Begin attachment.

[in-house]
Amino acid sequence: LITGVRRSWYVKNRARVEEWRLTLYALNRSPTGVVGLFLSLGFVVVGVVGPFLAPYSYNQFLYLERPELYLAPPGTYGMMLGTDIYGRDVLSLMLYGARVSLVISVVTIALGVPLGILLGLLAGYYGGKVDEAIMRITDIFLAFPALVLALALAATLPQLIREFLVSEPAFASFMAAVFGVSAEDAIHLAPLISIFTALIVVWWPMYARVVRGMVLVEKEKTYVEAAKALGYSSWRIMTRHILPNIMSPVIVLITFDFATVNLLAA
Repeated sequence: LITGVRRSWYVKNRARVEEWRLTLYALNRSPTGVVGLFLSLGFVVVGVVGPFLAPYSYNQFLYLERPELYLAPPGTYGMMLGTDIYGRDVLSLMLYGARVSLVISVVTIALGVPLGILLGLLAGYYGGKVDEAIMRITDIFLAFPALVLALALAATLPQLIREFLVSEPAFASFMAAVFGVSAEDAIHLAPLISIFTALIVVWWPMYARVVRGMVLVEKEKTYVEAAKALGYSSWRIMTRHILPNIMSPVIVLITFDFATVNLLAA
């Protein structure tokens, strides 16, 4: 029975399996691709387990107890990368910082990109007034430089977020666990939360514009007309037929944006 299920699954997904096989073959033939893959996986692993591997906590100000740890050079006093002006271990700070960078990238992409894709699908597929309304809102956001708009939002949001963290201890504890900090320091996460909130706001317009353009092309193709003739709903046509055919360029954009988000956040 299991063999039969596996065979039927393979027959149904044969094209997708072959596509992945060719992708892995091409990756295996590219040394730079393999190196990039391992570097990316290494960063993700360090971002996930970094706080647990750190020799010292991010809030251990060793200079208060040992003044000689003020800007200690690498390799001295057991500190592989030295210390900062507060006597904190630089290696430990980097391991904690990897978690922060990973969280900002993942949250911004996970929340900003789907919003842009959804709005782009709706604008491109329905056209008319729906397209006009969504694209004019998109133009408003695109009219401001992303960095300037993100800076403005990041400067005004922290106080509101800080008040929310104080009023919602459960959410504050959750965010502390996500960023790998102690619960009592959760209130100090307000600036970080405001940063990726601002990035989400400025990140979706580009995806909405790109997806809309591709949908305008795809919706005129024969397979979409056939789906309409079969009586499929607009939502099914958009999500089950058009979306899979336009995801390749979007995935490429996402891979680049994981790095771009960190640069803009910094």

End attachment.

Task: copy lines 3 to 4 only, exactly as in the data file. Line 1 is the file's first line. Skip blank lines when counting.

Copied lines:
Repeated sequence: LITGVRRSWYVKNRARVEEWRLTLYALNRSPTGVVGLFLSLGFVVVGVVGPFLAPYSYNQFLYLERPELYLAPPGTYGMMLGTDIYGRDVLSLMLYGARVSLVISVVTIALGVPLGILLGLLAGYYGGKVDEAIMRITDIFLAFPALVLALALAATLPQLIREFLVSEPAFASFMAAVFGVSAEDAIHLAPLISIFTALIVVWWPMYARVVRGMVLVEKEKTYVEAAKALGYSSWRIMTRHILPNIMSPVIVLITFDFATVNLLAA
């Protein structure tokens, strides 16, 4: 029975399996691709387990107890990368910082990109007034430089977020666990939360514009007309037929944006 299920699954997904096989073959033939893959996986692993591997906590100000740890050079006093002006271990700070960078990238992409894709699908597929309304809102956001708009939002949001963290201890504890900090320091996460909130706001317009353009092309193709003739709903046509055919360029954009988000956040 299991063999039969596996065979039927393979027959149904044969094209997708072959596509992945060719992708892995091409990756295996590219040394730079393999190196990039391992570097990316290494960063993700360090971002996930970094706080647990750190020799010292991010809030251990060793200079208060040992003044000689003020800007200690690498390799001295057991500190592989030295210390900062507060006597904190630089290696430990980097391991904690990897978690922060990973969280900002993942949250911004996970929340900003789907919003842009959804709005782009709706604008491109329905056209008319729906397209006009969504694209004019998109133009408003695109009219401001992303960095300037993100800076403005990041400067005004922290106080509101800080008040929310104080009023919602459960959410504050959750965010502390996500960023790998102690619960009592959760209130100090307000600036970080405001940063990726601002990035989400400025990140979706580009995806909405790109997806809309591709949908305008795809919706005129024969397979979409056939789906309409079969009586499929607009939502099914958009999500089950058009979306899979336009995801390749979007995935490429996402891979680049994981790095771009960190640069803009910094």